Why The Weeknd’s halftime show was one of the greats

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The greatest sporting spectacle on earth has passed us, and while most football fans (excluding those of the Tampa Bay Buccaneers) are giving negative reviews of the actual game, reactions to R&B star The Weeknd’s halftime performance have been mixed.

Some have said the performance was confusing and strange, while others believe it to be one of the best halftime shows ever, or at least in recent memory. You can consider me as a member of the latter group.

To start, I have been a fan of The Weeknd since 2015. While that is certainly not from his beginning as a mysterious underground R&B singer from Toronto in 2011, I was relatively early to The Weeknd’s work and quickly introduced myself to the trilogy of mixtapes that powered his rise to prominence.

This background gives me an appreciation for The Weeknd’s rise to popular stardom, and more of an appreciation for his halftime performance. For those that follow his work, he truly has a generational voice. Many comparisons to Michael Jackson have come up throughout his career, and I definitely think he is worthy of such praise.

The most unique aspect of The Weeknd’s fame is that he never has chased it. His identity as Abel Tesfaye wasn’t realized until after his music began mesmerizing fans. Most of his hit songs weren’t made to be hits. He simply makes good music, and more people have flocked to it as time has gone by.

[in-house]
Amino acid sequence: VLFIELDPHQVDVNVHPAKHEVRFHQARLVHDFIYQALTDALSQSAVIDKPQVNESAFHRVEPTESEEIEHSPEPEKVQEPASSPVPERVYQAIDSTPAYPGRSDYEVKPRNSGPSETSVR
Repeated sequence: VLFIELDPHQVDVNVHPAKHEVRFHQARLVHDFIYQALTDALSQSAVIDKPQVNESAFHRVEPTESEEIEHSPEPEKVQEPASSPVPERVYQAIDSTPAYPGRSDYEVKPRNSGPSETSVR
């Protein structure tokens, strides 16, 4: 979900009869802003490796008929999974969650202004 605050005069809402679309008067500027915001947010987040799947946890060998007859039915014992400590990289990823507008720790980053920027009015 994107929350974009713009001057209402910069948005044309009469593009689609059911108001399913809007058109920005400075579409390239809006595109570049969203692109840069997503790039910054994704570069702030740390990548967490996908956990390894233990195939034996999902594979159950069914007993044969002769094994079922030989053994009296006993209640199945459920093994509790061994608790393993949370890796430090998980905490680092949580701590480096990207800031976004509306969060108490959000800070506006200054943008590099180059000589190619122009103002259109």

As for the actual show, I found it a relieving change of pace. In most recent cases, the Super Bowl Halftime Show has been a mix of washed up, bland current pop stars who only get to play two of their hits due to an overcrowded stage.

With The Weeknd, we got one artist who is a distinct leader in a specific genre, playing hits and fan favorites over the course of a budding career. The Weeknd’s best days are ahead of him, not behind him. Yet, he had enough to fill the full set by himself.

The Weeknd is also more than just a singer. His creative persona that powered his latest chart topping album “After Hours” was on full display. He even spent millions of his own money to make sure his creative vision could be met. Everything from the choreography to the set was in-step with the visuals of “After Hours”.

While most artists use the halftime stage as a victory lap, The Weeknd was able to capitalize on the opportunity to make the show a celebration of past success and a look into his bright future.

I understand the complaints from the older generation that are unfamiliar with The Weeknd. However, good art transcends generations. Icons like Elvis and The Beatles were unpopular amongst the older generation of their days.

At some point, the artists Generation Z grew up listening to deserve their recognition. The Weeknd was a leading artist of this group, and more than deserved the opportunity to perform.

While pop had its day in the 2010’s, Hip-Hop and R&B are clearly the leading genres of music today. To see a leader in the genre performing solo on the halftime stage without being watered down by a pop band was awesome.

I understand some of the arguments against The Weeknd’s halftime performance, but most of the complaints being made are just that, complaints. For fans of music, specifically fans of Hip-Hop and R&B, this performance deserves to be considered as one of the greats.